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Br J Nutr. 2004 Jan;91(1):63-72.

Evidence that dietary supplementation with carotenoids and carotenoid-rich foods modulates the DNA damage: repair balance in human lymphocytes.

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Institute of Food Research, Norwich Research Park, Colney, Norwich NR4 7UA, UK.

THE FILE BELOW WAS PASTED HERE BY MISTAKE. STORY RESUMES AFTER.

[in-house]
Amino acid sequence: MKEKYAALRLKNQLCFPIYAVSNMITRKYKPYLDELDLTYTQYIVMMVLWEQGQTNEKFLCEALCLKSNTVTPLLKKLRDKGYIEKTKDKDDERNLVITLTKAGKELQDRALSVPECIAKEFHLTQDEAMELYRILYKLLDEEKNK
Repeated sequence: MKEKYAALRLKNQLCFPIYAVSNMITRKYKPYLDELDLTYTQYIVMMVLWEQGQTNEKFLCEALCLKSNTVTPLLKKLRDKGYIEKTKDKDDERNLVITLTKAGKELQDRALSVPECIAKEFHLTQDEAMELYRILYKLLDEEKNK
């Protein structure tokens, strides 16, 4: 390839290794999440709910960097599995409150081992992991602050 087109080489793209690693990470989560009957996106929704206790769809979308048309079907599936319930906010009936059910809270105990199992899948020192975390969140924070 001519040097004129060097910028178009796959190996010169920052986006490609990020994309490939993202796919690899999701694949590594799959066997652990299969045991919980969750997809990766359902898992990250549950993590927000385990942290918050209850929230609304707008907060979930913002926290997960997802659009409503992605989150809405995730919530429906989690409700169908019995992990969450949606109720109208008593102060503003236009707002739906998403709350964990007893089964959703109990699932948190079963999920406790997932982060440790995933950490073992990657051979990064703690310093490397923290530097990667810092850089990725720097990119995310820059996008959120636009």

Epidemiological evidence has shown that the habitual consumption of diets high in fruits and vegetables is associated with reduced risk of cancers. The challenge is to identify causal mechanisms of effect. The aim of the current study was to determine whether an increase in rate of removal of DNA single-strand breaks (SSB) following oxidative challenge could be provoked ex vivo in peripheral blood lymphocytes (PBL). The PBL were isolated from apparently healthy volunteers following dietary intervention with: (1) a mixed carotene capsule; (2) a daily portion of cooked minced carrots; (3) a matched placebo; (4) a portion of mandarin oranges; (5) vitamin C tablets. Single-cell gel electrophoresis was employed to measure baseline levels of SSB and DNA susceptibility to oxidative damage, and to monitor the number of SSB over 4 h, in both unchallenged and H2O2-treated PBL. The enzymatic capacity for repair of different types of DNA oxidative lesions was also measured using two related cell-free assays. There was no evidence that any of the dietary supplementation regimens altered baseline levels of SSB, provided any direct antioxidant protection or altered DNA repair capacity, with two exceptions: the number of SSB following exposure to H2O2 decreased more rapidly in PBL from volunteers given the mixed carotene capsules and repair patch synthesis activity in PBL increased from volunteers given the cooked carrots. These results suggest that carotenoids and carotenoid-rich foods can influence DNA damage:repair by modulation of discrete stages in the DNA repair mechanisms.

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